If you’ve been following this column for a while, you’ll have seen the many recommendations about focusing on writing low-budget spec scripts from both screenwriting gurus like Chris Soth and Scott Myers, as well as sci-fi screenwriters who have been successfully breaking into the sci-fi market, like Dan Gordon and Shane Joseph Willis.
Since my personal sci-fi palate has always tended toward the higher budget range (epic spaceship battles and the like), I’ve been making a point to check out lower budget movies ($5 million or less) like Moon, Sleep Dealer, Another Earth, and Safety Not Guaranteed.
In my opinion, all four delivered well-executed stories — and definitely on a low budget. Let’s take a look at them here, from highest to lowest in terms of budget.
In Moon, Sam Rockwell stars as “Sam Bell,” an isolated helium-3 miner about to complete a three-year tour of duty on the far side of the moon. His only company is a robot GERTY (voiced by Kevin Spacey), and he suffers greatly from faulty communications with Earth which only allow him to send one-way messages to his wife.
As his stint comes to a close, Sam begins hallucinating and having increasingly bizarre experiences, and ultimately discovers unexpected information about the true nature of his assignment.
What makes Moon shine as a sci-fi story is its unusual and isolated setting, compelling acting, and intriguing food-for-thought twist at the end.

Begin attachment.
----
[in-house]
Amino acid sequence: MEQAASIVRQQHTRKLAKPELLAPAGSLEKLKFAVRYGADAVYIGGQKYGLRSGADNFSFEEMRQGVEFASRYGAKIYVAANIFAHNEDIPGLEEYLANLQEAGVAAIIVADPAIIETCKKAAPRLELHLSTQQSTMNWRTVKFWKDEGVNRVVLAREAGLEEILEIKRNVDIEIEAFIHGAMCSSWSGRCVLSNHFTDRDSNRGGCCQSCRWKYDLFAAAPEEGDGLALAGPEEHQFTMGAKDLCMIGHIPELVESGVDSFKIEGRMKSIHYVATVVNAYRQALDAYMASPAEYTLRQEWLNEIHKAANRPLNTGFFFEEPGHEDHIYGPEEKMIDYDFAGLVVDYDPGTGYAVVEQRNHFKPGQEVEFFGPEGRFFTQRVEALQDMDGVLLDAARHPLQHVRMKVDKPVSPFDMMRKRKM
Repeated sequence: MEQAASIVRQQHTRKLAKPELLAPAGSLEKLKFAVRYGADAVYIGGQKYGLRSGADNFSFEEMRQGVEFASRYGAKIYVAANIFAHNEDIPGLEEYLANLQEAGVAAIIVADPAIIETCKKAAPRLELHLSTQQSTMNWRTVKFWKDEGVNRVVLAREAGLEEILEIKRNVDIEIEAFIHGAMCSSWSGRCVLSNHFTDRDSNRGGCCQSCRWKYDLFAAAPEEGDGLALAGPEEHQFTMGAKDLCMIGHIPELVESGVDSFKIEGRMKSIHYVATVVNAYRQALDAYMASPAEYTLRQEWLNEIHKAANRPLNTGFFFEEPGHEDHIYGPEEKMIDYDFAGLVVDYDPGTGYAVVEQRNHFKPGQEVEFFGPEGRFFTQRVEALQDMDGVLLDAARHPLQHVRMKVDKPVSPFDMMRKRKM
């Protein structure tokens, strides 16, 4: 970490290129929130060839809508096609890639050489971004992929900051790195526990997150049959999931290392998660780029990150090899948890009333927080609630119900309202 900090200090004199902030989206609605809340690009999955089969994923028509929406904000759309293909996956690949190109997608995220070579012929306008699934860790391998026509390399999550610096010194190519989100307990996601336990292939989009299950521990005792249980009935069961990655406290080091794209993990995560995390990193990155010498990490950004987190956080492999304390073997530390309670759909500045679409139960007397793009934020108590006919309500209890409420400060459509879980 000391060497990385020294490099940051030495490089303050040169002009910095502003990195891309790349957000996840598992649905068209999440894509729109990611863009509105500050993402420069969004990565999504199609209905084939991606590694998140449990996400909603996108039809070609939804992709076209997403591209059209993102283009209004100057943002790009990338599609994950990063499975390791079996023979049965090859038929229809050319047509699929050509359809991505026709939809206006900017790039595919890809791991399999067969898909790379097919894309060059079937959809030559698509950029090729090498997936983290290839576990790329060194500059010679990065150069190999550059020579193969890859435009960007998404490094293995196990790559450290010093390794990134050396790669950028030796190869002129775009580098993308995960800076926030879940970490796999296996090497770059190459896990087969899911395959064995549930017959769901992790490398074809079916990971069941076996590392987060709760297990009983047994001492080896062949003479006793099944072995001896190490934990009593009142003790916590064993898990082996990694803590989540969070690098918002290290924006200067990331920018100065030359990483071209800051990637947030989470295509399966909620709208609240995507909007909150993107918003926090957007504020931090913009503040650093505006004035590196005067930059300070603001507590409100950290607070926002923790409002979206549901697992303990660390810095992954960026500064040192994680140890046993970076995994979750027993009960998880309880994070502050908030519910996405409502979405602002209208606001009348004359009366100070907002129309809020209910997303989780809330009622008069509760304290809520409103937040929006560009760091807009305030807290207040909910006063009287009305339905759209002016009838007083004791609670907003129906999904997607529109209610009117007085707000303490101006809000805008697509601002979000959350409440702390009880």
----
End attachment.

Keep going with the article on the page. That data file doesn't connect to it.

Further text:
Moon was co-written by director Duncan Jones and screenwriter Nathan Parker. They set out to keep the budget limited to $5 million by limiting the cast size and filming in a studio (source: Wikipedia). The movie grossed $9.7 million worldwide and won many awards.
Sleep Dealer is a fascinating study in low-budget sci-fi. Although it didn’t perform well in the box office (perhaps because it was only released in 18 theaters), as a sci-fi story I thought it deserved more attention.
It’s an intriguing tale of Mexican workers doing grunt work across the border in the United States via remote controlled robots. They’re connected to their alter-egos through a network accessed by cables implanted into their backs and arms. Just as Mexican migrant workers perform many of today’s heavy labor tasks, so do these workers — but from a place “safely” across the border, where they are worn out by their late night hours, desperate to make an income.
The story raises interesting social inequity questions, much as Elysium did (albeit at a much higher budget).
Of the four films, Sleep Dealer is the one that truly tackles social commentary in the way sci-fi is known for.
Another Earth embodies a simple sci-fi concept that’s well-executed: What if there was another Earth, and an identical copy of you was present on that mirror planet?
A young woman, played by actress Brit Marling, struggles to redeem a horrific mistake — a drama playing out under the glow of this duplicate, mirror Earth. When she realizes there’s a chance for redemption tied to the duplicate planet, she enters an essay contest to try to win a civilian ticket to the mirror world.
The budget for Another Earth was a $750,000, brought in $1.7 million in the box office, and won awards.